Julia Gets Wise with Jane Fonda
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On the premiere episode of Wiser Than Me™, Julia sits down with the one and only Jane Fonda. With a career spanning over six decades, Jane – now 85 years old – hits all the highlights: staying fit at any age, fantasizing about funerals, getting heckled on set by Katharine Hepburn…and something about a fake thumb.
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Jane Fonda, Julia Louis-Dreyfus, Judith Bowles
Julia Louis-Dreyfus 01:48
Okay, so I am looking at my high school yearbook. And at my senior page in particular, for those of you listening, I don’t recommend doing this. If you could see this photo of me, it is just so unattractive. It’s so unfortunate. It really is. I’m so somber, I look depressed, while at the same time pretentious. So it’s an interesting mash up of different horrible teenage characteristics. By the way, I’m also wearing a serious sucker type of jacket. And I remember thinking God, this is the shittiest jacket. And guess what? Newsflash, it ain’t. Anyway, underneath, you know, everybody back then I don’t know if people still do this, but you put a quote or something that’s supposed to sort of represent who you are, whatever. And so, the quote I have underneath my picture is from the movie Julia, which was a 1977 film that starred Jane Fonda and Vanessa Redgrave. And in the film, Jane plays Lillian Hellman. It’s an incredible film. I loved it, then I love it now. And I wanted to look at this quote, because I recently saw this documentary about Jane Fonda on HBO called Jane Fonda in five acts. And I was thinking the whole time that I was watching this stock, oh, my God, this woman, Jane Fonda, she has done a lot of shit in her life. I mean, it was it was really riveting to me. And as I watched her, I was really struck by the fact that we just don’t hear enough about the lives of older women. You know what I mean? When women get older, they become less visible, less heard, less seen in a way that really it just doesn’t happen with men. We are ignoring the wisdom of like more than half the population. It is just stunning to me that women, old women and by the way, not even so old, women are so easily dismissed and made invisible by our culture. You no fuck that bullshit. I want to hear from older women. And that’s how the beginning of the idea for this podcast was born. I’m going to talk to old ladies. I want to know how they do it, how they did it. How do they navigate aging and life? Give us some tips from the front lines. And that’s what we’re going to do on wiser than mate. We’re going to talk to women who are exactly that wiser than me. And guess what? Today we’re going to be talking with Jane Fonda. I’m Julia Louis-Dreyfus. This is WISER THAN ME. A show where each week I get schooled by women who are wiser than me. When I tell anybody then I’m doing this podcast thing where I get to talk to women who have lived extraordinary lives and have lived long enough to become truly wise. The first thing people always ask me is, are you going to talk to Jane Fonda? Really? Yeah. I’m going to talk to you. Okay. I’m going to talk to Jane Fonda. I’m talking to Jane Fonda. Honestly, there’s nobody like her. She’s an actual American icon, who has lived a life of passion, artistry, reinvention, controversy, commitment, and advocacy. She was at the absolute forefront of all of these huge cultural movements, the anti-war movement, the environmental movement, women producing their own work in Hollywood movement, the whole earth exercise aerobics thing that was Jane Fonda. And now the climate crisis and a whole new way to think about and talk about aging. Oh, my God. And just mentioning the name Jane Fonda can still really piss certain people off. How cool is that? She’s the model of the kind of person we all need to listen to. I just can’t wait to talk to Jane Fonda who is oh, so definitely wiser than me. Hi, Jane Fonda.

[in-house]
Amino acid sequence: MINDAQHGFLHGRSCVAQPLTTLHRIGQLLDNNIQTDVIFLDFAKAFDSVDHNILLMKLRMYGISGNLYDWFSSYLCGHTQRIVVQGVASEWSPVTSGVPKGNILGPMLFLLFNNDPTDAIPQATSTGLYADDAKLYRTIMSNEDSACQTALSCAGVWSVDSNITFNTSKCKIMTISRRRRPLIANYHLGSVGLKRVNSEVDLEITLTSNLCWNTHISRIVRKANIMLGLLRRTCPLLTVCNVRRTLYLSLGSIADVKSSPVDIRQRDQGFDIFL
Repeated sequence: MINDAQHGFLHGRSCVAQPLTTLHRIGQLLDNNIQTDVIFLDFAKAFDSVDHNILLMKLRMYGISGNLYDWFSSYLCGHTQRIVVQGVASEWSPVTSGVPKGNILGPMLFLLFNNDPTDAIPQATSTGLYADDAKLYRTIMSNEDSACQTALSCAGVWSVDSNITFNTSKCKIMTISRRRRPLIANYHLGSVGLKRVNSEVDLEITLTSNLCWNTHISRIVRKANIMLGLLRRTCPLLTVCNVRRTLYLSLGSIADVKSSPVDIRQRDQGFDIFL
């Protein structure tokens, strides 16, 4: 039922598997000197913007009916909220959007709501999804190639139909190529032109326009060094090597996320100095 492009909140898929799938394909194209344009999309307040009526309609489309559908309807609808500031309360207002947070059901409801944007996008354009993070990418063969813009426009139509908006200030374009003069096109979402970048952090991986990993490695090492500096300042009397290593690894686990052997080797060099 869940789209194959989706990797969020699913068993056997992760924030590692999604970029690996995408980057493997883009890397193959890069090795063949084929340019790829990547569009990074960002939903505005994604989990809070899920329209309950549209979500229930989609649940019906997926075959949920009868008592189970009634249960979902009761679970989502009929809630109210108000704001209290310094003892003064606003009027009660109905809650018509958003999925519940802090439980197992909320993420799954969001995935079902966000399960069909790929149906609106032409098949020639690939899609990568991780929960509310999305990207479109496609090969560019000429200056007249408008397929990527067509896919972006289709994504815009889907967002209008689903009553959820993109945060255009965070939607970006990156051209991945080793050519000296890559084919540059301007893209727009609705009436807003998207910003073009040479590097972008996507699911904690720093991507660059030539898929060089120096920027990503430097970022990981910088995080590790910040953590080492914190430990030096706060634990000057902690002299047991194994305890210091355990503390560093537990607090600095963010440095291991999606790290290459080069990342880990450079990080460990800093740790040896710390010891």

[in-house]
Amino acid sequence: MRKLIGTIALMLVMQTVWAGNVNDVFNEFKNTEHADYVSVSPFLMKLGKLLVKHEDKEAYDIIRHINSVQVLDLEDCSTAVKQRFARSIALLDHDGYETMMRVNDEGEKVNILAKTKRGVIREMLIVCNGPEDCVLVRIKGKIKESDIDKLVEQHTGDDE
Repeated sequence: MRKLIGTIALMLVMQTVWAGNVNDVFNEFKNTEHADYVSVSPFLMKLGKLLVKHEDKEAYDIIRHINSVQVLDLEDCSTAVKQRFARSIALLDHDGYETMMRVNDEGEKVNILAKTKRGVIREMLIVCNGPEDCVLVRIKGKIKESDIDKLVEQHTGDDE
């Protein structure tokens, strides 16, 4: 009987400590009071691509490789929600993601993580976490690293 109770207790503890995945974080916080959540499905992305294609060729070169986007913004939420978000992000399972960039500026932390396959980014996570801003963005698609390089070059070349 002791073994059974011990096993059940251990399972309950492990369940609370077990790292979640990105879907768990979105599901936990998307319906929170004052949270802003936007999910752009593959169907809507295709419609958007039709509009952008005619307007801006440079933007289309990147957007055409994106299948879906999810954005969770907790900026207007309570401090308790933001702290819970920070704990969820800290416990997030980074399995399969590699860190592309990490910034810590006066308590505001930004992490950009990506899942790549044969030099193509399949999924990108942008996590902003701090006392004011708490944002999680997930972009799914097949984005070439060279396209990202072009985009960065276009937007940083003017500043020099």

Jane Fonda 06:12
It’s so, it’s an honor to talk to you.
Julia Louis-Dreyfus 06:15
It’s an honor for me to talk to you. I just oh my god.